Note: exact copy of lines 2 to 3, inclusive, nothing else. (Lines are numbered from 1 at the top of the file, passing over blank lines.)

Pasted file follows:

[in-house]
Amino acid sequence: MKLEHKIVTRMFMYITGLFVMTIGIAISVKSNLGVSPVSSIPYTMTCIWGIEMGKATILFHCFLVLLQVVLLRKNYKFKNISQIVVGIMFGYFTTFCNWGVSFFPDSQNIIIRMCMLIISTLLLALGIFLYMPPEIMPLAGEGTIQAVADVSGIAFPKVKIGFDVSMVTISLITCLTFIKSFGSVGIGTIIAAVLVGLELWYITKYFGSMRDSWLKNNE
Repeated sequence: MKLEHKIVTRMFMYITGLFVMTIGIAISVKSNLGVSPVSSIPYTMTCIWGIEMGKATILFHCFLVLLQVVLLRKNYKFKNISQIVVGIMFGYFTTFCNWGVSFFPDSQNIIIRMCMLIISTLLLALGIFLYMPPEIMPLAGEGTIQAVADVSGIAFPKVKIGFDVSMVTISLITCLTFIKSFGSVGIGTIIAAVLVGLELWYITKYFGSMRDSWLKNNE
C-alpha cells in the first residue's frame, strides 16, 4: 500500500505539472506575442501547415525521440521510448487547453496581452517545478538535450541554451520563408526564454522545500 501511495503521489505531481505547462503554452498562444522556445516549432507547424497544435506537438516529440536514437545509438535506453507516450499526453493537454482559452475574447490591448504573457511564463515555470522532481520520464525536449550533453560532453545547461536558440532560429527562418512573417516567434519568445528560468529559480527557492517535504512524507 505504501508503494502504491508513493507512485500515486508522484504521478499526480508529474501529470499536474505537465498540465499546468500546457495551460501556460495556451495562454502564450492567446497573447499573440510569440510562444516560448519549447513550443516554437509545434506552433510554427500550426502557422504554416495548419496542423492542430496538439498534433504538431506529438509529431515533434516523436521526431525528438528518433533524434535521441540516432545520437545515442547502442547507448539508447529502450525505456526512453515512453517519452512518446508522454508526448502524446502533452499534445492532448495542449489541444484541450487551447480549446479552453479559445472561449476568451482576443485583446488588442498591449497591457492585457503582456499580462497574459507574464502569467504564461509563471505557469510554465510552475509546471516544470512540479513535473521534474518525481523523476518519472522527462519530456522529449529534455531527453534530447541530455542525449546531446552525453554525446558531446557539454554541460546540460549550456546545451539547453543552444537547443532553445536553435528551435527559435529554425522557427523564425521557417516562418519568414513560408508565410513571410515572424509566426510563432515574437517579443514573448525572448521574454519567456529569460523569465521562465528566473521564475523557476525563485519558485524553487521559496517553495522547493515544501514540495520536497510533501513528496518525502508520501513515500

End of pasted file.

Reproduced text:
Amino acid sequence: MKLEHKIVTRMFMYITGLFVMTIGIAISVKSNLGVSPVSSIPYTMTCIWGIEMGKATILFHCFLVLLQVVLLRKNYKFKNISQIVVGIMFGYFTTFCNWGVSFFPDSQNIIIRMCMLIISTLLLALGIFLYMPPEIMPLAGEGTIQAVADVSGIAFPKVKIGFDVSMVTISLITCLTFIKSFGSVGIGTIIAAVLVGLELWYITKYFGSMRDSWLKNNE
Repeated sequence: MKLEHKIVTRMFMYITGLFVMTIGIAISVKSNLGVSPVSSIPYTMTCIWGIEMGKATILFHCFLVLLQVVLLRKNYKFKNISQIVVGIMFGYFTTFCNWGVSFFPDSQNIIIRMCMLIISTLLLALGIFLYMPPEIMPLAGEGTIQAVADVSGIAFPKVKIGFDVSMVTISLITCLTFIKSFGSVGIGTIIAAVLVGLELWYITKYFGSMRDSWLKNNE